Deputy President of the Senate, Ike Ekweremadu, yesterday urged President Muhammadu Buhari to ensure that his administration conducted free, fair and credible general elections in 2019.
A statement by his Special Adviser (Media), Mr Uche Anichukwu, in Abuja, said that Ekweremadu made the call at the Parliament of the United Kingdom in London.
In a lecture on “African Politics: The Dynamics and Lessons”, he urged the president to accept the outcome of the presidential election “should he and the All Progressives Congress (APC) fail to win’’.
Ekweremadu also decried sit-tight syndrome by Heads of State in Africa, describing it as a grave danger to democracy in the continent.
He said that his admonition became necessary owing to the pivotal and strategic roles Nigeria was playing in Africa.
The deputy president of the senate pointed out that for the continent to be respected by the rest of the world, Nigeria must not only lead the way but also earn the respect of the world.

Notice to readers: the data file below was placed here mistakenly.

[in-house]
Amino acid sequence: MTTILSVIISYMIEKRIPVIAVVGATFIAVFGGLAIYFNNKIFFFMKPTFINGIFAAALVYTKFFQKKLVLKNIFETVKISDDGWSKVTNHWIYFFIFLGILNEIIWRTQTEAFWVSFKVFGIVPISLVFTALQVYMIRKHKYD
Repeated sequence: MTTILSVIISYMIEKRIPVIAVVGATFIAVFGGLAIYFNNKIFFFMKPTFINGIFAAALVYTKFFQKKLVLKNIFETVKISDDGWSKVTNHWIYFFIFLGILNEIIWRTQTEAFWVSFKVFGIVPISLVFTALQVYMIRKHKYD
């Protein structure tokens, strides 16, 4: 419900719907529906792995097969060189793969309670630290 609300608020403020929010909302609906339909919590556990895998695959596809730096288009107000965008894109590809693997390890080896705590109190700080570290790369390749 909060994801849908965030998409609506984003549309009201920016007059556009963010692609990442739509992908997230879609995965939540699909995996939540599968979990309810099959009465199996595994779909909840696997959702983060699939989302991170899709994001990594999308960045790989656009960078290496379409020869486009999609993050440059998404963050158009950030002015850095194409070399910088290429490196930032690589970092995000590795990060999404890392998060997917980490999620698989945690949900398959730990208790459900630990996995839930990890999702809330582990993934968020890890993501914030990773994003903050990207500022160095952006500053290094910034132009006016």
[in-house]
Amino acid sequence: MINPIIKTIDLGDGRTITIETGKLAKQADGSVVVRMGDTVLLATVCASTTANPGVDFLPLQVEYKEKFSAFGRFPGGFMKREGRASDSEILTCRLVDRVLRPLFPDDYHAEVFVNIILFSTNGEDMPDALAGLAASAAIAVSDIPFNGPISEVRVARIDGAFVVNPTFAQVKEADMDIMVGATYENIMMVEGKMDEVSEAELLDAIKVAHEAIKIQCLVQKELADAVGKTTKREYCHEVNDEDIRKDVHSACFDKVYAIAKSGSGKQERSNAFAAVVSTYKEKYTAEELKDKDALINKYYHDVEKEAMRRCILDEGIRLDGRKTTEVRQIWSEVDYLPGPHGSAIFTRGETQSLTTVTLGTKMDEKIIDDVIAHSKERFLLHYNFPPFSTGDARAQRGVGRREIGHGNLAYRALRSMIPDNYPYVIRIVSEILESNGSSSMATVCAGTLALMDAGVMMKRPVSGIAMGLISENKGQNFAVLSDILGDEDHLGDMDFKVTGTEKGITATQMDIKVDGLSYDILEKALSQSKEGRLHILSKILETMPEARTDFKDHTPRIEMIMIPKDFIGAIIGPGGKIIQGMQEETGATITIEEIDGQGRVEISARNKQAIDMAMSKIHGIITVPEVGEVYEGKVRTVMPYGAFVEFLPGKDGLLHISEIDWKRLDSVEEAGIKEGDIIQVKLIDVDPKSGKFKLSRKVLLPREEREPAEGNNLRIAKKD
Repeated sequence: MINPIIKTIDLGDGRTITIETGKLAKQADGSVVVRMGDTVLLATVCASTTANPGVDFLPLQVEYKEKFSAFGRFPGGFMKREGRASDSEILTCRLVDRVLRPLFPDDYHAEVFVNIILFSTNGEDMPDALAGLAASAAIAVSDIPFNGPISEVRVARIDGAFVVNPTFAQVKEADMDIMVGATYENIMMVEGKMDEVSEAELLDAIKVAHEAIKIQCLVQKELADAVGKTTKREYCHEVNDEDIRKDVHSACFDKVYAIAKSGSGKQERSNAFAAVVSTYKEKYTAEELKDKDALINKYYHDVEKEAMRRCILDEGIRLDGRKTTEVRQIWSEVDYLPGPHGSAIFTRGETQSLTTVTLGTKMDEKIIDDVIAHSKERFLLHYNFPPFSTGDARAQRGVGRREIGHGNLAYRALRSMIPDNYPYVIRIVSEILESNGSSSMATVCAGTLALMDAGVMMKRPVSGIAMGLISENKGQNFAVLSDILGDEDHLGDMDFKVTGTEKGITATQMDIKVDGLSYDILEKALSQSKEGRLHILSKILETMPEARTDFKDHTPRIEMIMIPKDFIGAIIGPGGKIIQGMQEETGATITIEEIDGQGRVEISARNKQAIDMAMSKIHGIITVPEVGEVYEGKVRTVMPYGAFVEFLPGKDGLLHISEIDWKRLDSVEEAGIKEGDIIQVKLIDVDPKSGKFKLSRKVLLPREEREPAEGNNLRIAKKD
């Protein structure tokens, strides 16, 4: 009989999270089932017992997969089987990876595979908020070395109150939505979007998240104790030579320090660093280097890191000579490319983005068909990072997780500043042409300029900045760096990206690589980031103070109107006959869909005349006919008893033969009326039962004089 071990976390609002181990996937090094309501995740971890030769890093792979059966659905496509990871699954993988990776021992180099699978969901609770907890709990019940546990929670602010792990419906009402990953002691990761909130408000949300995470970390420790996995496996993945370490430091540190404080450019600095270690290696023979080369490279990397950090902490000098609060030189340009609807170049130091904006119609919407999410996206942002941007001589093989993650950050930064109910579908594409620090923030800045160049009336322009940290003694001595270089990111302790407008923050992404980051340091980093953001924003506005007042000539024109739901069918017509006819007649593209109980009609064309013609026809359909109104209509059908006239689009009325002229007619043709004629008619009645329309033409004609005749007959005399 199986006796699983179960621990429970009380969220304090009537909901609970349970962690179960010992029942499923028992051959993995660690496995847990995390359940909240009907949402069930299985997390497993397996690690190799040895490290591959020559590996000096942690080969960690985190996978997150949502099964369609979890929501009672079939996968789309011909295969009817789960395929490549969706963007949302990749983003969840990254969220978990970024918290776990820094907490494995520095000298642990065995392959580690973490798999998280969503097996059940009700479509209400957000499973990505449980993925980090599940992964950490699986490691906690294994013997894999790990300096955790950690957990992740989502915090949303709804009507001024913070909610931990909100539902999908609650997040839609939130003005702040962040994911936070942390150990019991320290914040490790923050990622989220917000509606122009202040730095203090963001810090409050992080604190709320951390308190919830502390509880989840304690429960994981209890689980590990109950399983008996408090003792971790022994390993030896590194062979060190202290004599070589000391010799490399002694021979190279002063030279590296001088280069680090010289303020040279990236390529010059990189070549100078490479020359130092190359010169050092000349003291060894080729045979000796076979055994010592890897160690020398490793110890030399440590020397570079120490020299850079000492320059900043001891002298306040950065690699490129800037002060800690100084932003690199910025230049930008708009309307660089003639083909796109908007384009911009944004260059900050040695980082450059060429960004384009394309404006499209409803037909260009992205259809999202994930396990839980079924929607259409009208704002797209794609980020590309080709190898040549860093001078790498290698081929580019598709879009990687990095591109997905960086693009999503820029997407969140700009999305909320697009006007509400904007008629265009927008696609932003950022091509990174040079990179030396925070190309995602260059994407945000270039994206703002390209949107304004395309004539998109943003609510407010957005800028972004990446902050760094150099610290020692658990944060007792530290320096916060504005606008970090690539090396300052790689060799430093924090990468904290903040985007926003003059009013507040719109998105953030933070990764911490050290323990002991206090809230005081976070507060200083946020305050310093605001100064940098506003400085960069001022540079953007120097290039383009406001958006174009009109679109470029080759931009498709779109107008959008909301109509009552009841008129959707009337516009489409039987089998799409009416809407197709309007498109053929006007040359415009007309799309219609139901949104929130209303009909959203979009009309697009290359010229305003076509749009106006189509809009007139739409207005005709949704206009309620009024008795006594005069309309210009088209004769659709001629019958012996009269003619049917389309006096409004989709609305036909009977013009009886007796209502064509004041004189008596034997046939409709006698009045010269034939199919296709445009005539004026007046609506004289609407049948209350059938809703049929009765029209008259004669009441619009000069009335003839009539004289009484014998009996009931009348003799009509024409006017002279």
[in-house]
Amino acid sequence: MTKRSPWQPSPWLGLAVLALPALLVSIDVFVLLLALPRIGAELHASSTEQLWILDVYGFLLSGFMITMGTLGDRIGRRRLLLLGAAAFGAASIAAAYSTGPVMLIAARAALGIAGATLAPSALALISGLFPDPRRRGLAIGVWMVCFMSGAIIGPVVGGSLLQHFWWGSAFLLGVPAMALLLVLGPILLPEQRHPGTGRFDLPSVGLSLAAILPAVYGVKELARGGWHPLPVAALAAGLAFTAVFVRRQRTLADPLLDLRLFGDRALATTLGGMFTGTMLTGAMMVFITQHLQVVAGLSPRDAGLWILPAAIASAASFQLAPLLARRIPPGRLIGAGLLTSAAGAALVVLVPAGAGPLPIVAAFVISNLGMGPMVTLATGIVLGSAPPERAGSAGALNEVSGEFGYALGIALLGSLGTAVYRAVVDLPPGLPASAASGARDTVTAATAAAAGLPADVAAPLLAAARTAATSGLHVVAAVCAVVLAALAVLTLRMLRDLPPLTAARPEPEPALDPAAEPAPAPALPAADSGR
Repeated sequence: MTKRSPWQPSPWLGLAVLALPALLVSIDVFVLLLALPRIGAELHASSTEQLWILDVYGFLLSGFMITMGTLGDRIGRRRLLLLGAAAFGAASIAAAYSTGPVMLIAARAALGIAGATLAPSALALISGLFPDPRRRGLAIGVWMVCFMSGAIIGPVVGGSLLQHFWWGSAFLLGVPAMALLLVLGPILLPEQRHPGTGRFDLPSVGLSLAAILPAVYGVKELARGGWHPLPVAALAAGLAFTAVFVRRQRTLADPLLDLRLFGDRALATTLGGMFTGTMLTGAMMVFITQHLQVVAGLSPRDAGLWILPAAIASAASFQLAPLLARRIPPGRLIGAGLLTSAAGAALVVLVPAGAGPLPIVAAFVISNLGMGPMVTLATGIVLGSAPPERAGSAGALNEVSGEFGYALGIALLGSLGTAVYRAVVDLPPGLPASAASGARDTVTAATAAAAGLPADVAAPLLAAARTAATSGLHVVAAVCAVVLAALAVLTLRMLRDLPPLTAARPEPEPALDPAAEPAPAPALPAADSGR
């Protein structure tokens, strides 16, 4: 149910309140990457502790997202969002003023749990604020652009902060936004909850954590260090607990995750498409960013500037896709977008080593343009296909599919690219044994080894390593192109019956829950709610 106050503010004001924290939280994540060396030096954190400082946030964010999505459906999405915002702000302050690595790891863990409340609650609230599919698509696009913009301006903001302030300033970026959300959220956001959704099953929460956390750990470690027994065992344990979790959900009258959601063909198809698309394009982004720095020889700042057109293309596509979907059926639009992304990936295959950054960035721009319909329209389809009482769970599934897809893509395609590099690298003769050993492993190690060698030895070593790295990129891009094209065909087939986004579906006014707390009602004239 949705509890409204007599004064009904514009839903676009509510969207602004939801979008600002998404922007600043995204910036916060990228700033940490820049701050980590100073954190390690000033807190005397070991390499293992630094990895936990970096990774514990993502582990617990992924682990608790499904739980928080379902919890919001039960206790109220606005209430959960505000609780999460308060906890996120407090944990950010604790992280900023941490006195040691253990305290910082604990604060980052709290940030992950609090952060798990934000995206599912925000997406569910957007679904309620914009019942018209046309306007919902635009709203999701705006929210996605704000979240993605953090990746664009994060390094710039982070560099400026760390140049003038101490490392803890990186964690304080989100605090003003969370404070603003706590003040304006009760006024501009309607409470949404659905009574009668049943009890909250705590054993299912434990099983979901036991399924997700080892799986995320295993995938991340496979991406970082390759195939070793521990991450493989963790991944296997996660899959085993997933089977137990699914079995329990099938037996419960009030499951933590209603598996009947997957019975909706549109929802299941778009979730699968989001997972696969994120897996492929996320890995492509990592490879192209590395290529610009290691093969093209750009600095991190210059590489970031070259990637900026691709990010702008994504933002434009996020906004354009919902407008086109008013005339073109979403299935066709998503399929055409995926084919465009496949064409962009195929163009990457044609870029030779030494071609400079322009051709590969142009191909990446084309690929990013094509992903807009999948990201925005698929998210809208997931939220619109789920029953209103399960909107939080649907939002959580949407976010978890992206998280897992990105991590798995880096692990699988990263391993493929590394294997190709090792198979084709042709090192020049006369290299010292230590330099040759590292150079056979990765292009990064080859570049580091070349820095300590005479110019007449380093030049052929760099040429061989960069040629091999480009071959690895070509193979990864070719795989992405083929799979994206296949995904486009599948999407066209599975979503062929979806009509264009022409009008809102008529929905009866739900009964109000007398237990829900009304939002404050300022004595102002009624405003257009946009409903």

“Former President Goodluck Jonathan put Nigeria on the global map as a leading democratic nation when he put in everything to ensure a free and fair election.
“He not only lost the presidential poll as an incumbent, but also willingly conceded defeat.
“In fact, he called the incumbent President, Muhammadu Buhari, and congratulated him even before the announcement of the final results.
“In addition, neither former President Jonathan nor the Peoples Democratic Party challenged the outcome of the election in court.
“Therefore, to whom much is given, much is also expected,’’ he said.
He added that the onus was now on Buhari “to likewise provide a level-playing ground and show uncommon statesmanship if he and his party lose the 2019 presidential election.
“That way, Africa’s biggest democracy will further entrench the culture of peaceful and smooth transfer of power from a ruling party to the opposition in both Nigeria and Africa.
“Any attempt to manipulate the 2019 elections to the advantage of self or party will not augur well for peace and democracy not only in Nigeria, but the entire continent.
“In present age of technology, I will like to see the countries of Africa deploying the latest technology in voter registration, vote counting, and announcement of results.
“We must ensure that the process is sufficiently transparent and unarguably so, such that losers will see and be convinced that they lost fairly.
“That way, election tribunals will be eliminated.”